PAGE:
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With the destructive power of today's weapons, keeping the peace is not just a goal; it's a sacred obligation. But maintaining peace requires more than sincerity and idealism—more than optimism and good will. As you know well, peace is a product of hard, strenuous labor by those dedicated to its preservation. It requires realism, not wishful thinking.
Laborare est orare. [To work is to pray.] By the Puritan moralist the ancient maxim is repeated with a new and intenser significance. The labor which he idealizes is not simply a requirement imposed by nature, or a punishment for the sin of Adam. It is itself a kind of ascetic discipline, more rigorous than that demanded of any order of mendicants—a discipline imposed by the will of God, and to be undergone, not in solitude, but in the punctual discharge of secular duties. It is not merely an economic means, to be laid aside when physical needs have been satisfied. It is a spiritual end, for in it alone can the soul find health, and it must be continued as an ethical duty long after it has ceased to be a material necessity.
At this point, an urgent question arises: … Is it our duty to seek to become a thorough and complete human being, one quite sufficient unto himself; or, on the contrary, to be only a part of a whole, the organ of an organism? Briefly, is the division of labor, at the same time that it is a law of nature, also a moral rule of human conduct; and, if it has this latter character, why and in what degree?
The most serious problems lie in the financial sphere, where the economy's debt overhead has grown more rapidly than the 'real' economy's ability to carry this debt. … The essence of the global financial bubble is that savings are diverted to inflate the stock market, bond market and real estate prices rather than to build new factories and employ more labor.
The bourgeoisie first betrayed society through capitalism and finance, and now labor betrays it by embracing a scheme of things which sees profit only, not duty and honor, in work. This view will seem hopelessly unrealistic to those who do not admit that sentiment toward the whole is the only ultimate means of measuring value.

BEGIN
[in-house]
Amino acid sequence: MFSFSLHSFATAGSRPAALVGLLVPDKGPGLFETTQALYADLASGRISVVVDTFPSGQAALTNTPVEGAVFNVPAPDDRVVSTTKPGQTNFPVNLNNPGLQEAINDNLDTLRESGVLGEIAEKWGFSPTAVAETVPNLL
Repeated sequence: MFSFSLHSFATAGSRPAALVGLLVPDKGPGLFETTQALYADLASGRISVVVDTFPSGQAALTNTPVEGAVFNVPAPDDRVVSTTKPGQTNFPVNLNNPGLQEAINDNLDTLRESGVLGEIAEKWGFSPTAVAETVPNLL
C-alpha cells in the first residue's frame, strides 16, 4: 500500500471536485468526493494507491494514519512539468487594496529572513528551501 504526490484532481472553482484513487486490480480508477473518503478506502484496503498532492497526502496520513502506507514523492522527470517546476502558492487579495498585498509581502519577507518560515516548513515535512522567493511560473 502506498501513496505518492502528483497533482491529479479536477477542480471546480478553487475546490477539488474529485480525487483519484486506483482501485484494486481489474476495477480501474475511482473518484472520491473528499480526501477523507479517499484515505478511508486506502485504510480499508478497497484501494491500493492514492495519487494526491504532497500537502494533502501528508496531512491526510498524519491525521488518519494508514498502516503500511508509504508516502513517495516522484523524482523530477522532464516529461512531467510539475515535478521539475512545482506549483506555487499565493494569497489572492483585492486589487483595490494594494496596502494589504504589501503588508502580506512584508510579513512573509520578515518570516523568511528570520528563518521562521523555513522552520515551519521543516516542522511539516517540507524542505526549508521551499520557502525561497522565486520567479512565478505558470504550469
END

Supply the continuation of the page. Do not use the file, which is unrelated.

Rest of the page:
In speaking of the European slave trade, mention must be made of the U.S.A., not only because its dominant population was European but also because Europe transferred its capitalist institutions more completely to North America than to any other part of the globe, and established a powerful form of capitalism—after eliminating the indigenous inhabitants and exploiting the labor of millions of Africans.
From the beginning I urged upon the Government, in the strongest terms, the enlistment of negro troops, the former slaves of the rebels, not only as adding to the number and efficiency of our own forces, but chiefly on account of its depriving the enemy of just so much labor in their fields.
Nature herself, indeed, seems to have given music to us as a benefit, to enable us to endure labors with greater facility, for musical sounds cheer even the rower; and it is not only in those works in which the efforts of many, while some pleasing voice leads them, conspire together that music is of avail, but the toil even of people at work by themselves finds itself soothed by song, however rude.
Those who hold that it is no matter what happens after them, hold a wicked and inhuman doctrine... When we feel in our hearts this indifference to the fleeting, and this warm regard for the permanent, let us believe that God has implanted the instinct for a wise purpose; and then follow it as a heavenly guide. It is manifestly intended to turn us from the labors of the day — from the things which perish when the hand which formed ceases to uphold them — to tile things and objects which endure through indefinite ages — renewing, I should rather say augmenting their magnitude and their benificent fruits with every successive generation.